Zero lot line construction is becoming increasingly common as urban campuses expand, presenting obstacles for logistics, safety, site control, and delivery. See how building on the edge of an occupied campus can increase construction challenges.
What is Zero Lot Line Construction?
Zero lot line construction is any construction project that comes up to, or very near, the property line.
For commercial projects, building to the edge of the lot line is useful when it comes to planning for future building projects. As University of Colorado Boulder Project Manager Rachel Stonecypher says, “As we look for new locations to build on the main campus, we give serious consideration as to the available area in that location to ensure that there is as much site available to construct, even though it would still be considered zero lot line.” However, sometimes that room is just not enough to accommodate the construction needs, which is when serious planning and coordination needs to begin.
What are the Biggest Challenges of Zero Lot Line Construction?
“The biggest challenge from an owner’s perspective is the significant planning and logistical considerations that are taken into account as soon as the project scope is identified,” Stonecypher notes. “This includes what we are able to use for staging, truck access, if there is space for construction trailers, parking availability, how to maintain safe access around the site, etc. This also has a large impact on cost of the project.”
Proper communication to the campus community about construction activities and timeline is key. To reduce congestion, the college may wish to schedule construction for summer months, when the campus is less crowded.
Zero lot line jobs can also affect equipment storage and delivery. With a large lot, there’s plenty of room to store things and still put up the building. With zero lot line jobs, there’s not as much room and thus many materials may need to be stored offsite, which requires lean construction practices, such as just-in-time deliveries (meaning materials show up at the exact time they are needed for installation) and pre-fabricating materials offsite.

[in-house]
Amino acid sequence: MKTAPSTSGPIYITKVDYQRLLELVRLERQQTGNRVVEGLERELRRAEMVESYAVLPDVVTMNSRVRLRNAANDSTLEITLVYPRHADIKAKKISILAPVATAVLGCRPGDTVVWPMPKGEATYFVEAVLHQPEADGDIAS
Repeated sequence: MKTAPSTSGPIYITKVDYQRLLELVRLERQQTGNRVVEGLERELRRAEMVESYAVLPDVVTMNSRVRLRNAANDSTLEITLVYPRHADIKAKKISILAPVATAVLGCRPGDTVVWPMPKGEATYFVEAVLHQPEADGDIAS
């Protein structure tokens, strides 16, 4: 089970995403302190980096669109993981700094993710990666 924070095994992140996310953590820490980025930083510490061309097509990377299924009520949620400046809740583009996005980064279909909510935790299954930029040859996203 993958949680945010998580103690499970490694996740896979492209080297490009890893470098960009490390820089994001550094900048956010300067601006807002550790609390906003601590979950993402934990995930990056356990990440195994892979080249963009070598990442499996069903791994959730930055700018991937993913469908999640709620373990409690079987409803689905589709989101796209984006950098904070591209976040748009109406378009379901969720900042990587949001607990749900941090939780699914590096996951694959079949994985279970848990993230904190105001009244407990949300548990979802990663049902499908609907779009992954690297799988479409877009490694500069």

Deliveries also need to be coordinated around campus activities to avoid passing period for students, yet not too early to disrupt nearby dorms. Additionally, major campus activities, such as sporting events, must be considered on the delivery schedule.
Using flaggers and traffic control are a must when working around a bustling campus. “We don’t want to see trucks for the site blocking campus roadways or parking lots, or along city streets just waiting to enter. Ensuring safe access for pedestrians and vehicles while deliveries are taking place generally requires an individual to be paying attention to the trucks and people in the area. Owners rely on the GC to ensure they are coordinating all of this so the construction site doesn’t get congested and it doesn’t spill out into the campus,” says Stonecypher.
Safety Considerations With Zero Lot Line Construction
The congestion aspect of zero lot line jobs means there are more safety considerations for the crew to take into account. With a larger lot, pedestrian and car traffic may not pass near the active construction zone. With a zero lot line job, the crew must take extra measures to keep cars and pedestrians away from the active zone. Jersey barriers, fencing, and traffic signage are often used to ensure the separation and safety of pedestrians and traffic. By controlling car traffic or rerouting pedestrians — which may mean providing ADA compliant sidewalks with overhead protection tunnels — the crew can maintain a safe job site.